This is a strange counter-factual. His career clearly isn't a performance art project. Even if Geert Wilders' political career was one long performance art project, I'm not sure how I would react because that would be utterly surreal. I'd like to think I would condemn him for promoting bigotry though.

I don't know what your point is ingemann. Are you irritated that I said "I wouldn't shed a tear for Geert Wilders"? That's pretty accurate, I hate him and condemn this project. Why do you think this means that I support terrorists?
22  Presidential Elections - Analysis and Discussion / 2016 U.S. Presidential Election / Re: Jeb Bush likes controversial sociologist Charles Murray's books on: May 04, 2015, 04:09:07 pm
Well, this was a wonderful act of intellectual masturbation on your part, A+ work Alcon; you're a smart man. Although your assumption about the intent of my posts was correct, you've missed the entire point of the post above: I think it's incredibly weird and toxic that you decided to engage in this world-class pedantry on a post I made about the implications of the supposed connection between genetic intelligence and racism. I've made similar posts before about other topics. Why this one?

From my perspective, the optics of this move look terrible. An educated white liberal unpacked the argument of a mixed-race leftist made against the idea of "genetic intelligence with regards to race" for the purpose of arguing in favor of a particular use of empirical evidence.

Fine Alcon: you win. I'm opposed to these studies because I'm worried about the malevolent intentions of others and am uncomfortable about the potential that the findings are correct. I don't want to be dumber than white people because of my genes. I don't want people to think I'm an intellectually inferior product because my skin is a certain tone and have indigenous ancestry. I don't want any of this and a bunch of hacks, who often have malevolent intentions, love summarizing dubious research into this topic. Although the aims of these hacks are diverse, it has the ultimate effect of convincing policymakers on the right to oppose immigration, affirmative action and "anti-racist" policy goals. Do you understand why I instinctually hate these people? They cast doubt on me, my mother and my relatives in Mexico. Furthermore, they cast doubt on some of my friends. These studies justify the latent racism of many white people. I don't want that.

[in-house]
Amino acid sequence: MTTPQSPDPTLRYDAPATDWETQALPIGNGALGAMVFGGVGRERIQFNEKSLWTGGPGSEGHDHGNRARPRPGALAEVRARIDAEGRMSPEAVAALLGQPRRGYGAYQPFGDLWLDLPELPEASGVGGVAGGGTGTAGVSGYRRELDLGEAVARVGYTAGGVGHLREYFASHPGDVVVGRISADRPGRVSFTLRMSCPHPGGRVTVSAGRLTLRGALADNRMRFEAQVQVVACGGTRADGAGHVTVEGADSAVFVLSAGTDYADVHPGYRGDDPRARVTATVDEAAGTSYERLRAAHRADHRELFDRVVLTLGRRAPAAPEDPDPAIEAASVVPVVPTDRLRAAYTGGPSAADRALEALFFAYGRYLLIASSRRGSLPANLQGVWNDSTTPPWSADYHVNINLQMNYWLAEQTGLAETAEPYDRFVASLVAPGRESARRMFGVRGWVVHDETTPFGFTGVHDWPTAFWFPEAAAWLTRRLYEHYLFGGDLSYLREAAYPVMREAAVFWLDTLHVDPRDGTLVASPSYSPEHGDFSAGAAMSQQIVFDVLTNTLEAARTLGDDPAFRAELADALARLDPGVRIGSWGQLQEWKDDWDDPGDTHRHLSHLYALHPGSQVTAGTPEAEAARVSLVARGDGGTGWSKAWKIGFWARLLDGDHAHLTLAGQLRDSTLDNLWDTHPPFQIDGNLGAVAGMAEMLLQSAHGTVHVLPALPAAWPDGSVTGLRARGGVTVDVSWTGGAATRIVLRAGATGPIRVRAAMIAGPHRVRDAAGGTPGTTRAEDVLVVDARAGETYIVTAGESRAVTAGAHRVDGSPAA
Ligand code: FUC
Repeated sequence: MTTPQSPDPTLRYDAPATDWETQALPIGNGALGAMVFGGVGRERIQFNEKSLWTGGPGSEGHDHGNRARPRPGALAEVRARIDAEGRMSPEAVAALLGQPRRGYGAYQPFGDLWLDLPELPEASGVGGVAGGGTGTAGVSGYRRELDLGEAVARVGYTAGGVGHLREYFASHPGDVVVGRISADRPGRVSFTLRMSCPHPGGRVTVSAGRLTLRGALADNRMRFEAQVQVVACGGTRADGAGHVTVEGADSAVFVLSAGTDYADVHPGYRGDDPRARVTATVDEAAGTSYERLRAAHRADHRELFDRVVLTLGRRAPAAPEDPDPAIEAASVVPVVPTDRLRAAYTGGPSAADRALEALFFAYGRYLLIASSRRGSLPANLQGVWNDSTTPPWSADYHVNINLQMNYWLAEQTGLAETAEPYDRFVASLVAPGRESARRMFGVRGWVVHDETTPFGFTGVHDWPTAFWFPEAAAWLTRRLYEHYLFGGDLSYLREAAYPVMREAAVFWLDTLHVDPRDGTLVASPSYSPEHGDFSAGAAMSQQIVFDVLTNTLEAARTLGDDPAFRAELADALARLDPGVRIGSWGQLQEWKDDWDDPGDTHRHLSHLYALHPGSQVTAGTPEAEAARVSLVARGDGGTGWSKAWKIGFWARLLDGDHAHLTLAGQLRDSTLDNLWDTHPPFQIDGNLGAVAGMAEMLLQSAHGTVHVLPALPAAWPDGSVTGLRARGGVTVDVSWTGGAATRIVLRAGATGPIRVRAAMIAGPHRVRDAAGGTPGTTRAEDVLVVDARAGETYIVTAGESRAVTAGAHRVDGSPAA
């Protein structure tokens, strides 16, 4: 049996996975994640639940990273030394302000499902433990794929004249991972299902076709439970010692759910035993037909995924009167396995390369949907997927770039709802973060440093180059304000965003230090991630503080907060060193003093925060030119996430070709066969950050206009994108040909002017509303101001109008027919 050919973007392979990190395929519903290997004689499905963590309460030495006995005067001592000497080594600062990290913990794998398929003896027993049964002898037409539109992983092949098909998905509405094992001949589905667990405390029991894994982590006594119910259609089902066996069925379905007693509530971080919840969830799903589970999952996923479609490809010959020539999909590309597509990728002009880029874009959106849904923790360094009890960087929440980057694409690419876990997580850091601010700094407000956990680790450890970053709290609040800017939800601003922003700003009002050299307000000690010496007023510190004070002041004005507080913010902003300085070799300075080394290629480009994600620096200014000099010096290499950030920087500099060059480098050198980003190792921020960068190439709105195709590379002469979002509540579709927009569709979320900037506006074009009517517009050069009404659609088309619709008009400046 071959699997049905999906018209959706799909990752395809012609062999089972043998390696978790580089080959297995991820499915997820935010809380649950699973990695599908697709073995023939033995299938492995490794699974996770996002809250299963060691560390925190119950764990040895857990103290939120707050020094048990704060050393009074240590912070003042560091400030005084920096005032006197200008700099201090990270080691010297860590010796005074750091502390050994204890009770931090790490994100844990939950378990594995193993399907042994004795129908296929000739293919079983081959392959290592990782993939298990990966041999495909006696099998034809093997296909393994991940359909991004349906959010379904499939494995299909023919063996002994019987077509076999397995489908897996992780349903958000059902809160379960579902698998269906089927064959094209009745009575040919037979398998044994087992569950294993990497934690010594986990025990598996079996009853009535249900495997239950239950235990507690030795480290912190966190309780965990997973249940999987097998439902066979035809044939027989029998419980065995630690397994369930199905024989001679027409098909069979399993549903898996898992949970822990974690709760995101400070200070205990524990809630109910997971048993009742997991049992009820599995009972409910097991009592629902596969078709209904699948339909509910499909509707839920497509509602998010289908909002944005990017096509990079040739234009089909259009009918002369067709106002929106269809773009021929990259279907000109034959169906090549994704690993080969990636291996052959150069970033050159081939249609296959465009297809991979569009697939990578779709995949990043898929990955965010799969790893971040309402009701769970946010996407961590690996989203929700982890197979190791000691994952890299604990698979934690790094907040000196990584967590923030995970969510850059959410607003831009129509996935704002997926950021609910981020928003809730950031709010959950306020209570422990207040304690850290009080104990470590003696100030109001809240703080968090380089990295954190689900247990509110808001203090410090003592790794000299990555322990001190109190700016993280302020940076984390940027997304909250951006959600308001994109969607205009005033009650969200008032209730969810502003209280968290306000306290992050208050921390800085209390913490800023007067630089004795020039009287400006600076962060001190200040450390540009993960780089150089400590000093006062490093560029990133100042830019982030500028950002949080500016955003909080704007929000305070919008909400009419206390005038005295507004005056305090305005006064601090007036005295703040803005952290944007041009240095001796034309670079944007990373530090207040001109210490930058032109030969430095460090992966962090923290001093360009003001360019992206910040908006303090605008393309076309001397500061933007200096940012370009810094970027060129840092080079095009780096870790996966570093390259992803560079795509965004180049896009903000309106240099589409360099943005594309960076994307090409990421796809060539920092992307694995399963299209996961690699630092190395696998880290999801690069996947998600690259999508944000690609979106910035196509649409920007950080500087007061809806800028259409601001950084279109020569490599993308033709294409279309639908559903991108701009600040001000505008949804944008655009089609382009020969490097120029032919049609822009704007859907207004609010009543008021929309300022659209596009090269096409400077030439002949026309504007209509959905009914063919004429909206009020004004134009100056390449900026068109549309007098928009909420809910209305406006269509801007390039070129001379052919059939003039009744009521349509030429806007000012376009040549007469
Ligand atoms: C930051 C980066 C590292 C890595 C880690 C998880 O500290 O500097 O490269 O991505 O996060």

I try to be as impartial as possible but I'm not able to on this topic. Maybe you are and maybe that's fine but don't act like you're a big man because you can do that. A (admittedly senile) substitute  teacher once told me that "Mexican immigrants are uneducated and stupid". I've been frequently told that I'm "not like other Mexicans" because I'm "smart". I can't be "impartial" and use empirical evidence in a scholarly fashion about these studies. They're an attack on my very existence. I can't just sit back and let a bunch of bigots trample my dignity. I'll reply to their posts, argue with them in public and defend my existence. If it's a bit sophistic, I accept that but I'm wary of saying "I hate Study X because I'm a 'minority'" because that appears like a weak attack, like an "appeal to emotion" or like intellectual weak tea.